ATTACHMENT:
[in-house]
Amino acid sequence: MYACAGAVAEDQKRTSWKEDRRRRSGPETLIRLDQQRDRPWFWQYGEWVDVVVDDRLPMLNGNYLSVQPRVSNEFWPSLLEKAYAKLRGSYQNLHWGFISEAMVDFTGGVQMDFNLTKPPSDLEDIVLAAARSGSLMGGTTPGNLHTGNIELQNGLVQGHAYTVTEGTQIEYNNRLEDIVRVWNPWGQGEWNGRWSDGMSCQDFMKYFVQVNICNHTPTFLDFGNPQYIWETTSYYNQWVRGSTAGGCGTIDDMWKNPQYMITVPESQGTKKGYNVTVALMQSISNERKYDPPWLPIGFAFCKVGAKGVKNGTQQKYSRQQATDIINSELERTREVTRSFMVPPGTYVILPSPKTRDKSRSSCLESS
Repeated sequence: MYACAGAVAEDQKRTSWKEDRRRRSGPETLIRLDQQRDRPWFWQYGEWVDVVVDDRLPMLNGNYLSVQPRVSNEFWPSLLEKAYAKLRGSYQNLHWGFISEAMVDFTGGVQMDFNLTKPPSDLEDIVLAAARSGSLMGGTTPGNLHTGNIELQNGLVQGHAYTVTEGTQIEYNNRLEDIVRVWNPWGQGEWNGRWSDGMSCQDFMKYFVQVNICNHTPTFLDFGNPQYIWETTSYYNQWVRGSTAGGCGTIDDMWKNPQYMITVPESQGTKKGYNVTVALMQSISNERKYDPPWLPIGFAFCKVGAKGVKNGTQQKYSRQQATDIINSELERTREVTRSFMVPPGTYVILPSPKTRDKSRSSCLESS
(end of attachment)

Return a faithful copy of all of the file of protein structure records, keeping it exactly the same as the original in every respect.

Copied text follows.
[in-house]
Amino acid sequence: MYACAGAVAEDQKRTSWKEDRRRRSGPETLIRLDQQRDRPWFWQYGEWVDVVVDDRLPMLNGNYLSVQPRVSNEFWPSLLEKAYAKLRGSYQNLHWGFISEAMVDFTGGVQMDFNLTKPPSDLEDIVLAAARSGSLMGGTTPGNLHTGNIELQNGLVQGHAYTVTEGTQIEYNNRLEDIVRVWNPWGQGEWNGRWSDGMSCQDFMKYFVQVNICNHTPTFLDFGNPQYIWETTSYYNQWVRGSTAGGCGTIDDMWKNPQYMITVPESQGTKKGYNVTVALMQSISNERKYDPPWLPIGFAFCKVGAKGVKNGTQQKYSRQQATDIINSELERTREVTRSFMVPPGTYVILPSPKTRDKSRSSCLESS
Repeated sequence: MYACAGAVAEDQKRTSWKEDRRRRSGPETLIRLDQQRDRPWFWQYGEWVDVVVDDRLPMLNGNYLSVQPRVSNEFWPSLLEKAYAKLRGSYQNLHWGFISEAMVDFTGGVQMDFNLTKPPSDLEDIVLAAARSGSLMGGTTPGNLHTGNIELQNGLVQGHAYTVTEGTQIEYNNRLEDIVRVWNPWGQGEWNGRWSDGMSCQDFMKYFVQVNICNHTPTFLDFGNPQYIWETTSYYNQWVRGSTAGGCGTIDDMWKNPQYMITVPESQGTKKGYNVTVALMQSISNERKYDPPWLPIGFAFCKVGAKGVKNGTQQKYSRQQATDIINSELERTREVTRSFMVPPGTYVILPSPKTRDKSRSSCLESS